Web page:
Supply and demand of buffering functions in the landscape, and the impact of trees on wind speed, water balance and progressive climate are all looked at in detail in the chapter.

Research on how landscapes provide buffering and other ecosystem services may benefit from assessments of supply and demand, current sufficiency and trends of buffering, the authors say. They also assert that the challenges to realizing the full contributions agroforestry can make to food production systems, multifunctional landscapes and rural livelihood systems are probably:

(i) The mindset of agricultural scientists trained to think that open-field agriculture is the norm and standard;

(ii) Climate scientists who have not even started serious downscaling of climate change predictions to include the effects of local land cover change on local temperature, humidity, wind speed and other parameters of direct human relevance;

(iii) The makers and shapers of agricultural, forestry and land-use policies who treat forestry and agriculture as opposite sides of a coin that can only fall on either side of the institutional divide.

Conversely, the main supporters of the emergence of agroforestry as part of the solution are the farmers of the world who have defied the advice to oversimplify and overspecialize their farms and landscapes. Farmers perceive that trees substantially reduce their exposure to climate risk, and part of the research community is recognising this, but for now most of the analysis of climate change adaptation in agriculture is still not thinking outside of the specialization box.

Other chapters in the book focus on climate sensitivity, challenges, mitigative and adaptive strategies for varied agricultural systems around the world including intensive rice-wheat systems in tropical Asia; low-input cropping and grazing systems in Australia; fruit and vegetable production in the UK; and organic and agroecological farming systems in Latin America—to name some. Concluding chapters shed light on the use of seasonal climate forecasts in climate adaptation; new approaches to knowledge and learning in agricultural adaptation to climate change; and factors influencing choice of coping strategies for extreme climate events with farmers in Ethiopia’s Nile Basin as a case study.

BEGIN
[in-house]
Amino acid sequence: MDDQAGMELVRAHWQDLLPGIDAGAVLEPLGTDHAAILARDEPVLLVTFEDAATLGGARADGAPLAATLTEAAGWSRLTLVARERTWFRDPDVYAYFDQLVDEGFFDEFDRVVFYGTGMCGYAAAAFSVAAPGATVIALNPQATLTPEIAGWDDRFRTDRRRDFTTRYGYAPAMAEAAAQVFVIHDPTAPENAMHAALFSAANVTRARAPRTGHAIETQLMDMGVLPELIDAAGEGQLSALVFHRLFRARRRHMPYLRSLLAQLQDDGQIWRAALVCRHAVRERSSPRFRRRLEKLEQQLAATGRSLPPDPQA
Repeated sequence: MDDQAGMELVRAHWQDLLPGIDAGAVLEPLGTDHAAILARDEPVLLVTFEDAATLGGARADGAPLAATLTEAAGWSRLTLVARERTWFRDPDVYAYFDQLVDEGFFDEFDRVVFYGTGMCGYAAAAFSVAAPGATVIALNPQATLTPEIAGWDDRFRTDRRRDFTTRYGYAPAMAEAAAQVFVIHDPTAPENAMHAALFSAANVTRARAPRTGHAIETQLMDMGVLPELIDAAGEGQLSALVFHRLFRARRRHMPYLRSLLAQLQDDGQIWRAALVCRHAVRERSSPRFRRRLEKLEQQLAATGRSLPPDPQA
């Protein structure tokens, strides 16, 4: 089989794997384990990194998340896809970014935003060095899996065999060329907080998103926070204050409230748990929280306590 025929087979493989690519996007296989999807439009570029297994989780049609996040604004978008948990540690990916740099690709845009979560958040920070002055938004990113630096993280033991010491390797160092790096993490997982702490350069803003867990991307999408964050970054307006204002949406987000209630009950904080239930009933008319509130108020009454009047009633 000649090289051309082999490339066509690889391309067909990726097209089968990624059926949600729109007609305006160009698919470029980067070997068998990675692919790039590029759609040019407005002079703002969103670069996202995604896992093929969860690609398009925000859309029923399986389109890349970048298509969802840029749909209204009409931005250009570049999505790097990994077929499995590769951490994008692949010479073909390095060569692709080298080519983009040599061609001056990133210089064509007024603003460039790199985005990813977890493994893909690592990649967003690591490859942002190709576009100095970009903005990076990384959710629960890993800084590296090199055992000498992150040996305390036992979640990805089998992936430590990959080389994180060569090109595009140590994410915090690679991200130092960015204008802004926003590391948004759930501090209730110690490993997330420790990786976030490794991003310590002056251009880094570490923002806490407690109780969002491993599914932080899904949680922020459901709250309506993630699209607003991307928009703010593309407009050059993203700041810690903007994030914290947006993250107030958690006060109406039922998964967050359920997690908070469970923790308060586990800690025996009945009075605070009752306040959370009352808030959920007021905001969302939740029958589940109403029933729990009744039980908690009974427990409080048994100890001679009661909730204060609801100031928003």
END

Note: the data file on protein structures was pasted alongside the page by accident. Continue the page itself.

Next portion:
Buy the book from CABI.

Download the chapter by van Noordwijk et al.

van Noordwijk M, Bayala J, Hairiah K, Lusiana B, Muthuri C, Khasanah N, and Mulia R, 2014. Agroforestry solutions for buffering climate variability and adapting to change. Chapter 14 in: J. Fuhrer and P.J. Gregory (Eds.) Climate change Impact and Adaptation in Agricultural Systems. CAB-International, Wallingford (UK), pp 216-232.

Landscape management for environmental services, biodiversity conservation and livelihoods is a key focus of the CGIAR’s Collaborative Research Project 6 on Trees, Forests and Agroforestry—of which the World Agroforestry Centre is a key partner.

Rebecca Selvarajah

Rebecca Selvarajah

Rebecca is a science writer, manager of publishing projects, trainer in science writing, and novelist — working partly from Nairobi, Kenya and partly from Morwell, Australia. With over 15 years of experience in writing, advertising/marketing, publishing and social media, she takes on varied assignments, travelling, if needed, to conduct relevant research and interviews. Originally from Sri Lanka, Rebecca holds a BA honours in Psychology, with minors in Gender Studies and Sociology. Email Rebecca on